A joint regional transit agency news release provides the first, rough estimates of transit’s contribution to the estimated 700,000 who showed up for the Seahawks’ parade. The numbers, especially bus numbers, are largely guesstimates, but here are some ridership highlights:
- Link had over 75,000 boardings, over double the average weekday and well over the previous record of 51,000 on opening Saturday in 2009, when rides were free and certain transit nerds boarded again and again.
- Sounder had about 20,000 boardings in the morning and “a similar number” in the afternoon.
- Combined CT and ST bus service into Seattle totaled 22,500 boardings, 5,000 above the average; there were a record 55,000 boardings in Snohomish County.
- PT estimates that there were 6,500-8,500 more boardings than normal at the Tacoma Dome between 7am and noon.
- The West Seattle Water Taxi carried 4,600, compared to a January average of 416. Vashon foot ferries were up 20% to 928.
Across all agencies, there were more vehicles, more trips, and (in the case of Sound Transit) longer trains.
In all, a memorable day for transit. All transportation modes were overwhelmed beyond their capacity. Things might have been much worse had it not been for crowds of riders in good cheer, orderly, and forgiving of systems well beyond their design limits. Moreover, agencies showed uncommon agility in mobilizing for Wednesday on short notice, and the efforts of foot soldiers controlling crowds at Westlake station and other places were nothing short of heroic.
As a Seattle sports fan, I hope this is a problem we have many times in the years to come. The best news of all is that Seattle’s transit capacity is set to increase. As University Link cars continue to arrive, ST’s surge capability will increase incrementally. And in two years, U-Link will effectively quadruple the ability to get people out of downtown over the current Central Link standard, by doubling both directions of travel and train length.*
However well Wednesday made the point that Seattle’s transit capacity is valuable, there were certainly some suboptimal operations. In particular, joint tunnel operations are severely capacity-reducing when demand reaches these levels. Your humble correspondent arrived at Westlake a little before 5 pm; lines criscrossed the mezzanine as police limited access to the platform for safety reasons. These volumes compounded the usual bus friction, with restricted movement on the platform, Metro’ s insistence on adding congestion at the point of maximum stress, and the apparent breakdown of Metro’s sequencing system for southbound buses. It was clear that the surge of novice riders was largely waiting for the train, well in excess of the share of platform time granted Link.
Moreover, the consistent weakness of rider information arose once again. The tunnel message boards spouted useless platitudes. The crowd got restless as train headways widened, with no real-time information to satisfy them. Moreover, the instinct of a savvy rider, knowing that full trains will pass up riders further South, is to head to Westlake, which no doubt added to the overflow there. Sound Transit, in a brilliantly creative move, sent some trains “out of service” through Westlake to clear out the other crowds and ran some trains between Stadium and Seatac only. It might have relieved some of the pressure to let people know that taking relatively empty buses a few stops would not maroon them, and in fact might get them home sooner.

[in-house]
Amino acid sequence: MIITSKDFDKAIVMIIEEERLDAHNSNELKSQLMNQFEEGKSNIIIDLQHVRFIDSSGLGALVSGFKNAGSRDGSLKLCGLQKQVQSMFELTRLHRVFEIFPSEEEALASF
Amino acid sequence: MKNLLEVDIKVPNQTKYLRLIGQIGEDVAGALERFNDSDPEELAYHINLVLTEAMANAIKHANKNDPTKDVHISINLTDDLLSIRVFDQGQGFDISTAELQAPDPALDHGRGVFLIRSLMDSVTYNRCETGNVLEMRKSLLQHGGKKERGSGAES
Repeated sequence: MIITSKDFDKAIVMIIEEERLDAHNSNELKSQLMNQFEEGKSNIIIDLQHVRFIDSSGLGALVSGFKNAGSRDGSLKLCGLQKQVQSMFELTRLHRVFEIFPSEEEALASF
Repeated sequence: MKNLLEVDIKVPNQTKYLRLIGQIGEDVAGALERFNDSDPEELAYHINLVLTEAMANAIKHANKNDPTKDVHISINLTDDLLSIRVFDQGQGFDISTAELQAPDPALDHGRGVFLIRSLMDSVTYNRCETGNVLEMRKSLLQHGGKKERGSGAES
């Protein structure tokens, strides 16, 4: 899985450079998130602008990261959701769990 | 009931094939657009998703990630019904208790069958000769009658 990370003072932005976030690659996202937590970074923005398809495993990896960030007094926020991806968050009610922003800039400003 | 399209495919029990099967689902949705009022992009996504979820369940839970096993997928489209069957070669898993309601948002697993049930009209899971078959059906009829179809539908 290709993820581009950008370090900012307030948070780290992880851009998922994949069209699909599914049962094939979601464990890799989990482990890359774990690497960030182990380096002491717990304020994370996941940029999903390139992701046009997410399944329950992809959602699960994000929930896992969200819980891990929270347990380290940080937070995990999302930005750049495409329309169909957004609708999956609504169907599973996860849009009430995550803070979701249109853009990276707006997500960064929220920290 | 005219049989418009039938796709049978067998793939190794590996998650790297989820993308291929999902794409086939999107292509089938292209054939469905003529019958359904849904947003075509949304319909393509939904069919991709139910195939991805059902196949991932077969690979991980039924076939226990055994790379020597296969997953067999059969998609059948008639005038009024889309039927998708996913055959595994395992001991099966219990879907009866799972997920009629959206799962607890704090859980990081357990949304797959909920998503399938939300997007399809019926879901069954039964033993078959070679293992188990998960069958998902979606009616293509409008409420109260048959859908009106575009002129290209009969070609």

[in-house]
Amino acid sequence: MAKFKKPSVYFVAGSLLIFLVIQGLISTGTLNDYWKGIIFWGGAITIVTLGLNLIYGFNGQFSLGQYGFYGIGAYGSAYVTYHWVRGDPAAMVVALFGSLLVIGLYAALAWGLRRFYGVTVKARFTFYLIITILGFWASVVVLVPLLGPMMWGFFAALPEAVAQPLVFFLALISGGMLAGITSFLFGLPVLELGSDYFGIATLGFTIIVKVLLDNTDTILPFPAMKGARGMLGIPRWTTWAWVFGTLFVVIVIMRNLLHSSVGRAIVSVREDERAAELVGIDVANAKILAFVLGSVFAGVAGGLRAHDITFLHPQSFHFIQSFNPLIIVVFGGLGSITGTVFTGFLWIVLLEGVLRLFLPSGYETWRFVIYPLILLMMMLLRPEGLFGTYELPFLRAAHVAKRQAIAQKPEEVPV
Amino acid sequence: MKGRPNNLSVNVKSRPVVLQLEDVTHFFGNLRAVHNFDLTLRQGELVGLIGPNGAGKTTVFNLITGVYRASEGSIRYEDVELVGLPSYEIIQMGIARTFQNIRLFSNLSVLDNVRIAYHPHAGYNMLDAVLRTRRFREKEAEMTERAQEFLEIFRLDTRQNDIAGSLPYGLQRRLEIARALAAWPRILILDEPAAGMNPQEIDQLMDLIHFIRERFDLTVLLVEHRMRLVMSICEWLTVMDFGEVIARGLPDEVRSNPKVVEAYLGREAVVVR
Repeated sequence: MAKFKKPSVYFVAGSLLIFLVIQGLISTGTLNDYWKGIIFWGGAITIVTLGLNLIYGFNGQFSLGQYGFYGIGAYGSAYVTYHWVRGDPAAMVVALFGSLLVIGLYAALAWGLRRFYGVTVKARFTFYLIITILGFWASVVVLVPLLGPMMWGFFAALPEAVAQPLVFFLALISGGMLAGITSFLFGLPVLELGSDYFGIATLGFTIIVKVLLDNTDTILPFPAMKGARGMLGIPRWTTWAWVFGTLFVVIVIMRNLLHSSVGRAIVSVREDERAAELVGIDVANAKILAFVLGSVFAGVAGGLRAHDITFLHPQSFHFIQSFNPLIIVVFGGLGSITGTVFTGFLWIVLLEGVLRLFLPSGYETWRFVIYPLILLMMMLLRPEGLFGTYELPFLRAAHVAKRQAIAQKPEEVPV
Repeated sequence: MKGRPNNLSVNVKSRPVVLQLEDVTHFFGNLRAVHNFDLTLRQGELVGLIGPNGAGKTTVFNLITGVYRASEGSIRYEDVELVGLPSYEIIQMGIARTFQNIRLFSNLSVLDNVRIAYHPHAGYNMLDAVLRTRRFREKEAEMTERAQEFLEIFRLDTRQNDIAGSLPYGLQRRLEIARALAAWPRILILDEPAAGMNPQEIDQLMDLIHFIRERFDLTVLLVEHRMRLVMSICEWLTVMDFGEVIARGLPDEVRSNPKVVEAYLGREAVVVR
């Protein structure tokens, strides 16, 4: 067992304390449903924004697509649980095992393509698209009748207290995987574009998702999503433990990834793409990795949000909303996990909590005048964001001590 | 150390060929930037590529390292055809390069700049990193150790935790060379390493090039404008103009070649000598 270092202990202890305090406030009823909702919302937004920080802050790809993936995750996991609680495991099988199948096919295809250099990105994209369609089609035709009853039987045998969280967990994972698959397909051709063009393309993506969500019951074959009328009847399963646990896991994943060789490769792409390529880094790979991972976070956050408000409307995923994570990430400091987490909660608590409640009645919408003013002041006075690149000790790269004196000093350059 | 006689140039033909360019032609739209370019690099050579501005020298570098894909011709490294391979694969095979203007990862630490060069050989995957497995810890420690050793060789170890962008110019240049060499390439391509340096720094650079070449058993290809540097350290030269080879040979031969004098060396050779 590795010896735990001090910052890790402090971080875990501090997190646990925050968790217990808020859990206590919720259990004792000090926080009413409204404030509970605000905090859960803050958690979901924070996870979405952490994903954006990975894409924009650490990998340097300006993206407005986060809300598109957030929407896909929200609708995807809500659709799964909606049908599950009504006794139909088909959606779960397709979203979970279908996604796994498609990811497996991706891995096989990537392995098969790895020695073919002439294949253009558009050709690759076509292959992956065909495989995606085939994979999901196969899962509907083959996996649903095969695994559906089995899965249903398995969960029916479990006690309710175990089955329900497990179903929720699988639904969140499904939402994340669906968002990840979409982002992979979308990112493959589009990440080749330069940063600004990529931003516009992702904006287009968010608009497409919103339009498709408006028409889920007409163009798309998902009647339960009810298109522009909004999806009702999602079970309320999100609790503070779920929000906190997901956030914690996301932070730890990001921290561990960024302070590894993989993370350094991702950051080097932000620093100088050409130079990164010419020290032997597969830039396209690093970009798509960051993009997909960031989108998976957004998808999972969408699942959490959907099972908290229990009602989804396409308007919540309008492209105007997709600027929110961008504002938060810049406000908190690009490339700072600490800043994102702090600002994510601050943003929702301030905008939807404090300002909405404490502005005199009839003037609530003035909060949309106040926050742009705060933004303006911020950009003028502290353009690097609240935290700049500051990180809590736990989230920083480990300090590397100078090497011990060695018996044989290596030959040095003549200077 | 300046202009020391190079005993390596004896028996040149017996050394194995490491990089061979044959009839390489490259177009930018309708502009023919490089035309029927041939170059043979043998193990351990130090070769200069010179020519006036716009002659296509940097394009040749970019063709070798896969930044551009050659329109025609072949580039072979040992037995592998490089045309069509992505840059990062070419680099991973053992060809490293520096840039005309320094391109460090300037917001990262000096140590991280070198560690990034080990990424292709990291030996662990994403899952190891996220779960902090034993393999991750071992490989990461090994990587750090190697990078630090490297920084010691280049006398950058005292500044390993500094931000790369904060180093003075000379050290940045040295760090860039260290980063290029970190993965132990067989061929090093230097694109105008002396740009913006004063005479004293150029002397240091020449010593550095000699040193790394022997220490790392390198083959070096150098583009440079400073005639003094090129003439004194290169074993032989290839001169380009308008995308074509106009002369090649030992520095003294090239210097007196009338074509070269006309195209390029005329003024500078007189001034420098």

For all that transit was absolutely vital Wednesday, I’m not sure it won itself many new riders with the overall experience. Here are some suggestions in the hope that there’s a next time, perhaps within the next year:
- Nimble Rider Communications. No amount of tweeting helps people in the DSTT. Sound Transit was extremely agile in responding to conditions, but didn’t leverage the tools in the tunnel to allow riders to exploit it.
- Suspend fares. For any large event like a parade, there’s a budget to pay for police coverage and the rest. It should be part of the package — whether covered by the City, the team, or whomever, to deliver a lump sum to transit agencies and suspend the fare on buses. While there are first hand accounts that ST staff waived fares at times, there have been no reports of Metro doing the same. Fare collection is one of the main reasons that buses don’t scale and that tunnel operations were slow. Moreover, complicated transfer policies discourage transfers, which interferes with…
- Getting creative with truncations. Link is the most efficient way to move large numbers of people through downtown, for several self-evident reasons. Under the current configuration, it would be operationally simple to have 100-series tunnel buses terminate at Stadium or Sodo, and accept their riders from 3-car Link trains. This would increase throughput in the tunnel, and therefore overall capacity.
Transit agencies reacted forcefully to an event thrown together at the last moment with no reliable estimate of how much demand there would be. The creativity and hard work of staff saved the network from total collapse, but by examining lessons learned the future can be bright.
* And a 25% increase in trains per hour, from 8 to 10 per direction (see p.106).